Many people are outraged about child sexual abuse charges ripping across headlines almost every week. Child abuse counselors say a lot more could be done to prevent this from happening in the first place.
Our child abuse experts say there's a lot to be learned from publicized cases so that future episodes of children's sexual assaults will not be repeated.
Incidents of child sex abuse outrage people like Carrie Joseph with the Domestic Violence and Child Advocacy Center in Cleveland, Ohio. Those in her field have a legal obligation to report abuse.
"Mandated reporters include educational personnel, daycare personnel, physicians, clergy, essentially anybody that works with children," she explains.
Those people are required to say and do something to stop it. Joseph says even if you don't fall into those categories, but you suspect something like sexual abuse...call it in.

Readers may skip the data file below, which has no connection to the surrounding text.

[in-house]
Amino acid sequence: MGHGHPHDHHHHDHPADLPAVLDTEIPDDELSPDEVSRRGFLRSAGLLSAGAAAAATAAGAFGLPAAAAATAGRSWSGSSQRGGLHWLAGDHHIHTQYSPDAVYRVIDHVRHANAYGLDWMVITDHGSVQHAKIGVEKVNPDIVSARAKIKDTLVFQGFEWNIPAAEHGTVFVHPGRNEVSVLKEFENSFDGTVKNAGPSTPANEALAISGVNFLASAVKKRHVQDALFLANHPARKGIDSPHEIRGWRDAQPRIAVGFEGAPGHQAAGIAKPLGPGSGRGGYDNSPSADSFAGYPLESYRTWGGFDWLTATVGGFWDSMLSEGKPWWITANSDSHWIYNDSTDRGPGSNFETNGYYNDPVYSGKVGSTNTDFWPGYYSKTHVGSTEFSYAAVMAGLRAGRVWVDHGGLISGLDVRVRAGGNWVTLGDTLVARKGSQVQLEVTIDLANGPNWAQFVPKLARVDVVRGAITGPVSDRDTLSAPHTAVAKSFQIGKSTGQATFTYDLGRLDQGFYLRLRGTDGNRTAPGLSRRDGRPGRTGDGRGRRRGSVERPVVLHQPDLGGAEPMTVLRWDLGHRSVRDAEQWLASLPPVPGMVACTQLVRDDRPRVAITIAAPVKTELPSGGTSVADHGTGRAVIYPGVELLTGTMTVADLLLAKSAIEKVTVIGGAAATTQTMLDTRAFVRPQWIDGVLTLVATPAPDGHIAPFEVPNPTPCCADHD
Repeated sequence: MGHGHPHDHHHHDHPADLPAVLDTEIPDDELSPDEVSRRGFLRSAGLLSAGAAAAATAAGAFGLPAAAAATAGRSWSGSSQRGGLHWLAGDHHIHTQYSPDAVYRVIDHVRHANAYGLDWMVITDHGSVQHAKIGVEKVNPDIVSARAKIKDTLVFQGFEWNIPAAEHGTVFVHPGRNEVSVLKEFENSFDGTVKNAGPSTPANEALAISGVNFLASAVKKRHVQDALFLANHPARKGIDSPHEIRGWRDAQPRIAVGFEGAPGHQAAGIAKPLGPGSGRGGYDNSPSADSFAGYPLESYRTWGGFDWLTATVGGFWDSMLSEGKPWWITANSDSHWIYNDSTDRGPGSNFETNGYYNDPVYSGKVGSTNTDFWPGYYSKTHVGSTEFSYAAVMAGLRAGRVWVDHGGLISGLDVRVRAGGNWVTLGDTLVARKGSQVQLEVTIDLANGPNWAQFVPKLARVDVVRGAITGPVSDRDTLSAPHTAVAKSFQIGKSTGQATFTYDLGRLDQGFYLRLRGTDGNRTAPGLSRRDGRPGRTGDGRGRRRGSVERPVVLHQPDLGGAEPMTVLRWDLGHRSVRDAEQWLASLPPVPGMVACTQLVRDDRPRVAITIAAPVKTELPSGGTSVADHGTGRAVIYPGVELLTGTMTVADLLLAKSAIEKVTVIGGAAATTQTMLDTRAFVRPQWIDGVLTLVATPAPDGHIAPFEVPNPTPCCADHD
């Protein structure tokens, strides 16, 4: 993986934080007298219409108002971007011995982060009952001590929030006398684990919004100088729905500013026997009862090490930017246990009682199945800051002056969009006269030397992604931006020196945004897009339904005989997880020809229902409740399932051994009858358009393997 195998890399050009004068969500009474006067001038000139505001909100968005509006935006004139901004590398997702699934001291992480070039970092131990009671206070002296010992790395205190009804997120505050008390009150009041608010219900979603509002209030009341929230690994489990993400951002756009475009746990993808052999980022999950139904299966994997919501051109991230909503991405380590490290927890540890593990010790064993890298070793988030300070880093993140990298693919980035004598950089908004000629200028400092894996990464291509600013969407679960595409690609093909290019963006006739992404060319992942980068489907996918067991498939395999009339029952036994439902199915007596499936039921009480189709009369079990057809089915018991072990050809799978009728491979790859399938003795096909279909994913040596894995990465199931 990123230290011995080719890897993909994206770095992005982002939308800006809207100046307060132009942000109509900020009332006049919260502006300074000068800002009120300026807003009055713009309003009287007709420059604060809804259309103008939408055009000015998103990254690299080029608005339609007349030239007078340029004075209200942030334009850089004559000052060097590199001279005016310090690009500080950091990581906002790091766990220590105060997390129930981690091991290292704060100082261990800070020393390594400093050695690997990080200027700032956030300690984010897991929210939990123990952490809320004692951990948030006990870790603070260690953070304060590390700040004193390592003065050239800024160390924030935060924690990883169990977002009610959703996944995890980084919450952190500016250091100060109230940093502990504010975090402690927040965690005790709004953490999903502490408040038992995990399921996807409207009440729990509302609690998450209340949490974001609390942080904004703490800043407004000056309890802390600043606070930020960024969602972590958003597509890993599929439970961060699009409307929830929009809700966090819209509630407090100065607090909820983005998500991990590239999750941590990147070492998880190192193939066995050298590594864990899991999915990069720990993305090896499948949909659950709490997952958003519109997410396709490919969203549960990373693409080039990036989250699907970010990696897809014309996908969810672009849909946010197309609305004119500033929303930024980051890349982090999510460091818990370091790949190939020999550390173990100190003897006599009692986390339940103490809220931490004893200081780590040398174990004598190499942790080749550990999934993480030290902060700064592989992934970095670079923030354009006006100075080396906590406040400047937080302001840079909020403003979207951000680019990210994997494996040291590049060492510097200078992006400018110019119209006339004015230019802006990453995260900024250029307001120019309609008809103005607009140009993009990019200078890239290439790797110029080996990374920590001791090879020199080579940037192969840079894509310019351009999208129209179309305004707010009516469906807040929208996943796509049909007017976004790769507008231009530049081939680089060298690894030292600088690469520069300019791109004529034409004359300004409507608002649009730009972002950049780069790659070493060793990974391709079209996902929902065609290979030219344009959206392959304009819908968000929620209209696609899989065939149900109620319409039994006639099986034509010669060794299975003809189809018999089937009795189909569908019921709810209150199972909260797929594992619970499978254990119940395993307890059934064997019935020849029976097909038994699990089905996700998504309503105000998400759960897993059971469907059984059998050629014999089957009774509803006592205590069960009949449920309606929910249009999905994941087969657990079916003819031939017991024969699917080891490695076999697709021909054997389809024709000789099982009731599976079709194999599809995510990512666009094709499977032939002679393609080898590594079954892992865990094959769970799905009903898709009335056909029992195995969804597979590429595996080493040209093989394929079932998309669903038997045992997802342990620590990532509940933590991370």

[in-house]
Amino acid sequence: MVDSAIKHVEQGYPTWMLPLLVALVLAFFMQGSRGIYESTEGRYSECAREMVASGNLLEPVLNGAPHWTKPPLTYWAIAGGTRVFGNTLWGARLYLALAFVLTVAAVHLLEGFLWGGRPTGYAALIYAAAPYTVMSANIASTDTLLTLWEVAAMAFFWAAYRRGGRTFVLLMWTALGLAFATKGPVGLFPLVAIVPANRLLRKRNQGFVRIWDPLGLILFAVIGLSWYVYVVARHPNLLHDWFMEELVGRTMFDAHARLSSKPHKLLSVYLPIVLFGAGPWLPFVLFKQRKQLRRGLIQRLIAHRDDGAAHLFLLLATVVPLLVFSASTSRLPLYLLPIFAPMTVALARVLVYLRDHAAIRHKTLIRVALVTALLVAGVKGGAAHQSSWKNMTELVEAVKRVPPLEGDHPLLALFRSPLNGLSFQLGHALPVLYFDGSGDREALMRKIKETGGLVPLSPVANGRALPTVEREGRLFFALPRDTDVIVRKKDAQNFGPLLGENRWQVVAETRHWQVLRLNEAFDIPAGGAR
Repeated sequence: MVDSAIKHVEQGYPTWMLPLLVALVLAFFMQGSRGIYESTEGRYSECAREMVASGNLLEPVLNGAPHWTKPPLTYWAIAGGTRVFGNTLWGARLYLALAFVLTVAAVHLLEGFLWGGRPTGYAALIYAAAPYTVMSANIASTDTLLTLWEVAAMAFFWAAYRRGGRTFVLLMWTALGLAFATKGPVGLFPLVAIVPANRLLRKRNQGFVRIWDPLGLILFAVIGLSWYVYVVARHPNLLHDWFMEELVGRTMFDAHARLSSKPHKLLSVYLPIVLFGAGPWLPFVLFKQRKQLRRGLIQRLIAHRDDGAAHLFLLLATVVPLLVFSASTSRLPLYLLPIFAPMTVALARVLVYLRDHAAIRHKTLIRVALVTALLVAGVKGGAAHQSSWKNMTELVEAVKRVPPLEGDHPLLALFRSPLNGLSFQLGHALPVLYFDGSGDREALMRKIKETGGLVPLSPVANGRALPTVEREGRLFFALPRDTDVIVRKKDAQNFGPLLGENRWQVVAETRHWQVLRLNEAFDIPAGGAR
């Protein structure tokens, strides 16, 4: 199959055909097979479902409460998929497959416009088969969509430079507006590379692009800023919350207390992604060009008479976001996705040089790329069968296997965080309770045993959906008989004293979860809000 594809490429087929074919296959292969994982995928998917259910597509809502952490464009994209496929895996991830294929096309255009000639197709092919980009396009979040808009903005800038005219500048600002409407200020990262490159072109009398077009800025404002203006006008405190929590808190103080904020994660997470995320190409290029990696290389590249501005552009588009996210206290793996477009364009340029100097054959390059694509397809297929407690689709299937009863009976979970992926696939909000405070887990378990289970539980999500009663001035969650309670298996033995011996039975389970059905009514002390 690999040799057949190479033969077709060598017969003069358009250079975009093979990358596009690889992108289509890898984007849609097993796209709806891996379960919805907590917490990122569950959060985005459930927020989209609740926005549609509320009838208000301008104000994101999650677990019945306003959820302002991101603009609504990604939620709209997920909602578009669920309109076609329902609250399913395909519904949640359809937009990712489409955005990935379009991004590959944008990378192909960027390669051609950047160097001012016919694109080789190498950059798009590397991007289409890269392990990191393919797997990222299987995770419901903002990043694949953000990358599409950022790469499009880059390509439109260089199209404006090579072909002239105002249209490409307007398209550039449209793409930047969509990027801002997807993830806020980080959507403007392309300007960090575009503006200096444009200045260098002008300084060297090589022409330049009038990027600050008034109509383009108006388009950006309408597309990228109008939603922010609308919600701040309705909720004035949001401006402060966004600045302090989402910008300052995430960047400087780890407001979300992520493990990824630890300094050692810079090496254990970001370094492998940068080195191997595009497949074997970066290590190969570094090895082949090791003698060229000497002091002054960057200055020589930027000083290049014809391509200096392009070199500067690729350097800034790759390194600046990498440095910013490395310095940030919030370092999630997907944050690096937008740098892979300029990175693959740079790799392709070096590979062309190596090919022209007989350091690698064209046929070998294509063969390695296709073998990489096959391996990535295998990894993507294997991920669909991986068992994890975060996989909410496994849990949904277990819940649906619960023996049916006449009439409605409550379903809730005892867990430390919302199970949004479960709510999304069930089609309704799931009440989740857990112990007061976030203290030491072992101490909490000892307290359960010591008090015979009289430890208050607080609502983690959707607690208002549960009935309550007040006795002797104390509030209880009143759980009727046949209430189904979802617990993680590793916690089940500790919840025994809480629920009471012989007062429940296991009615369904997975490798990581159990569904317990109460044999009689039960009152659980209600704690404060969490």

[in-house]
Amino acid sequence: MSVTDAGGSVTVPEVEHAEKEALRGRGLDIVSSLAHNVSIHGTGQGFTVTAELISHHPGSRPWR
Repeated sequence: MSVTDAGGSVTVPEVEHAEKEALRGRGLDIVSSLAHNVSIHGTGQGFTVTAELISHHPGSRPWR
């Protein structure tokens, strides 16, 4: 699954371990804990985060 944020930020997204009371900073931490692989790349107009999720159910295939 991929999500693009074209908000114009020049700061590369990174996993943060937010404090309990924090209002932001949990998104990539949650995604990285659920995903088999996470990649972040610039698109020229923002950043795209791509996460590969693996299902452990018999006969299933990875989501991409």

"I think where people get lost is they feel like they have to know for fact; they have to prove it," she says. "But it's only reasonable suspicion. It's not their responsibility to prove it or investigate it, just report what they have seen."
Cleveland Police Deputy Chief Ed Tomba says if you witness something and say nothing, the abuser won't be the only one in hot water.
"You could be charged and prosecuted for failure to report the abuse of a person or a minor," he adds.
Advocates say no matter who you are, you have a moral obligation to first stop any abuse you see happening, then do whatever it takes to prevent it from happening again.
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